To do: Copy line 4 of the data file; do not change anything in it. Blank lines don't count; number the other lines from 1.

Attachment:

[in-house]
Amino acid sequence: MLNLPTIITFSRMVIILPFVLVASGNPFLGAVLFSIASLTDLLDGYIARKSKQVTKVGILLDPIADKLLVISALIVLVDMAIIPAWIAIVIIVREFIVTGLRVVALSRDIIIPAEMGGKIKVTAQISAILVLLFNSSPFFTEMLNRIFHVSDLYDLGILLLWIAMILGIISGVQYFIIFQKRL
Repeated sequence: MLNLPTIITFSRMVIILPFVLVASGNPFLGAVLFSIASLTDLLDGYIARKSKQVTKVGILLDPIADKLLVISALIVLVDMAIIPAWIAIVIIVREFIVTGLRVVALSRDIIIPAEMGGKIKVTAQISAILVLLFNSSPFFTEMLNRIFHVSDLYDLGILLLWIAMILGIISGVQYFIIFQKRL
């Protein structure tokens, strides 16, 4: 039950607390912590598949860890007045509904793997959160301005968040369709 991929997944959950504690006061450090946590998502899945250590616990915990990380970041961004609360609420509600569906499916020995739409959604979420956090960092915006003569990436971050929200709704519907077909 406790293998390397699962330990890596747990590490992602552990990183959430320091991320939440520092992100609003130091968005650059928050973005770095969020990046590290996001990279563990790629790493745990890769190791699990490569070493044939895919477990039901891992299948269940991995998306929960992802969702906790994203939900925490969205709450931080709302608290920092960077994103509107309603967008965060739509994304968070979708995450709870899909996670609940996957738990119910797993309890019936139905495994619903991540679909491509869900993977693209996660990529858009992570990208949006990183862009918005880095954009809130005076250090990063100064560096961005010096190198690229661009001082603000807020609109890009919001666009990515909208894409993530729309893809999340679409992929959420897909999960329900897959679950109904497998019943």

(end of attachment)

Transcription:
């Protein structure tokens, strides 16, 4: 039950607390912590598949860890007045509904793997959160301005968040369709 991929997944959950504690006061450090946590998502899945250590616990915990990380970041961004609360609420509600569906499916020995739409959604979420956090960092915006003569990436971050929200709704519907077909 406790293998390397699962330990890596747990590490992602552990990183959430320091991320939440520092992100609003130091968005650059928050973005770095969020990046590290996001990279563990790629790493745990890769190791699990490569070493044939895919477990039901891992299948269940991995998306929960992802969702906790994203939900925490969205709450931080709302608290920092960077994103509107309603967008965060739509994304968070979708995450709870899909996670609940996957738990119910797993309890019936139905495994619903991540679909491509869900993977693209996660990529858009992570990208949006990183862009918005880095954009809130005076250090990063100064560096961005010096190198690229661009001082603000807020609109890009919001666009990515909208894409993530729309893809999340679409992929959420897909999960329900897959679950109904497998019943």